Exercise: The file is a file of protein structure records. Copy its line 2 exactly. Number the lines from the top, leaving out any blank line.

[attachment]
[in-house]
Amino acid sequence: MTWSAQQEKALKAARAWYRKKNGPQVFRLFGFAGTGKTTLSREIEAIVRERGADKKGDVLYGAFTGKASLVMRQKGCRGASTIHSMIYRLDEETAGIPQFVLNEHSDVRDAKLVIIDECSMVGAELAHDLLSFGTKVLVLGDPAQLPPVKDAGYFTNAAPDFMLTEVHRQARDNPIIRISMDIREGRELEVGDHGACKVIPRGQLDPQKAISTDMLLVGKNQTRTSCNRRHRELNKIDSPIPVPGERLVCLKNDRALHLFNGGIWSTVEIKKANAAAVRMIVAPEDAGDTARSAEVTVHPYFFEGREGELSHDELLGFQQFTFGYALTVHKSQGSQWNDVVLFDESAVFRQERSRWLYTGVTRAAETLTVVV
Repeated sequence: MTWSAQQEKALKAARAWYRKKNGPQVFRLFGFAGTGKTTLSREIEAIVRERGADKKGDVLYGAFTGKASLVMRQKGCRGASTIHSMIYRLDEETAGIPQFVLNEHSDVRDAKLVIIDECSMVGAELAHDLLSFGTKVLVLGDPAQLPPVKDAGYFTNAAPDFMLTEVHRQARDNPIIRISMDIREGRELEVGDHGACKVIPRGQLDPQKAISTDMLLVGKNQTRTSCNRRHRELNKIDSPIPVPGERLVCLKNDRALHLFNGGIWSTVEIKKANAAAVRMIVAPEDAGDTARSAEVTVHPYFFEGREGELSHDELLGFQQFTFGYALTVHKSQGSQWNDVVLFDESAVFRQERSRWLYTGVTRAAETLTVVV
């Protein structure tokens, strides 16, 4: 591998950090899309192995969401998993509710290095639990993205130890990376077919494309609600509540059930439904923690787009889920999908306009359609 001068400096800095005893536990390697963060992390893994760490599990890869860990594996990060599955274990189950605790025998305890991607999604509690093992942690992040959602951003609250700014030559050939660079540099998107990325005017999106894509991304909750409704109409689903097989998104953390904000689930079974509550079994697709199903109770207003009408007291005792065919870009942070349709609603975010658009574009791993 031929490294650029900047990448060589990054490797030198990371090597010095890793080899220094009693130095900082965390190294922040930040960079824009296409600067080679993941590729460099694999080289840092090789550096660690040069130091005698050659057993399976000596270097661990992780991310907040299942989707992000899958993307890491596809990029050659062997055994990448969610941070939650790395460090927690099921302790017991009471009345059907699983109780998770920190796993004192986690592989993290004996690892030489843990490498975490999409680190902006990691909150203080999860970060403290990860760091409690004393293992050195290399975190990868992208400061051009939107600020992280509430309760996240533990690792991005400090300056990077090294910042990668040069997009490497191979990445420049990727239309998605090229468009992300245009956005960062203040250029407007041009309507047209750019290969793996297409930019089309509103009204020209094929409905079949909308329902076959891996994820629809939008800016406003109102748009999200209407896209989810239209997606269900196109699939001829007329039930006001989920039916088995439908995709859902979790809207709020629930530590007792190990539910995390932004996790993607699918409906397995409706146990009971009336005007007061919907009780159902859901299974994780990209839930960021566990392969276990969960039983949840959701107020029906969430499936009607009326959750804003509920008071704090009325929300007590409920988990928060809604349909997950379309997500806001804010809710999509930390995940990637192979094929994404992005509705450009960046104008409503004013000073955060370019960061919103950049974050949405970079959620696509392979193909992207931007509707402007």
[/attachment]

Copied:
Amino acid sequence: MTWSAQQEKALKAARAWYRKKNGPQVFRLFGFAGTGKTTLSREIEAIVRERGADKKGDVLYGAFTGKASLVMRQKGCRGASTIHSMIYRLDEETAGIPQFVLNEHSDVRDAKLVIIDECSMVGAELAHDLLSFGTKVLVLGDPAQLPPVKDAGYFTNAAPDFMLTEVHRQARDNPIIRISMDIREGRELEVGDHGACKVIPRGQLDPQKAISTDMLLVGKNQTRTSCNRRHRELNKIDSPIPVPGERLVCLKNDRALHLFNGGIWSTVEIKKANAAAVRMIVAPEDAGDTARSAEVTVHPYFFEGREGELSHDELLGFQQFTFGYALTVHKSQGSQWNDVVLFDESAVFRQERSRWLYTGVTRAAETLTVVV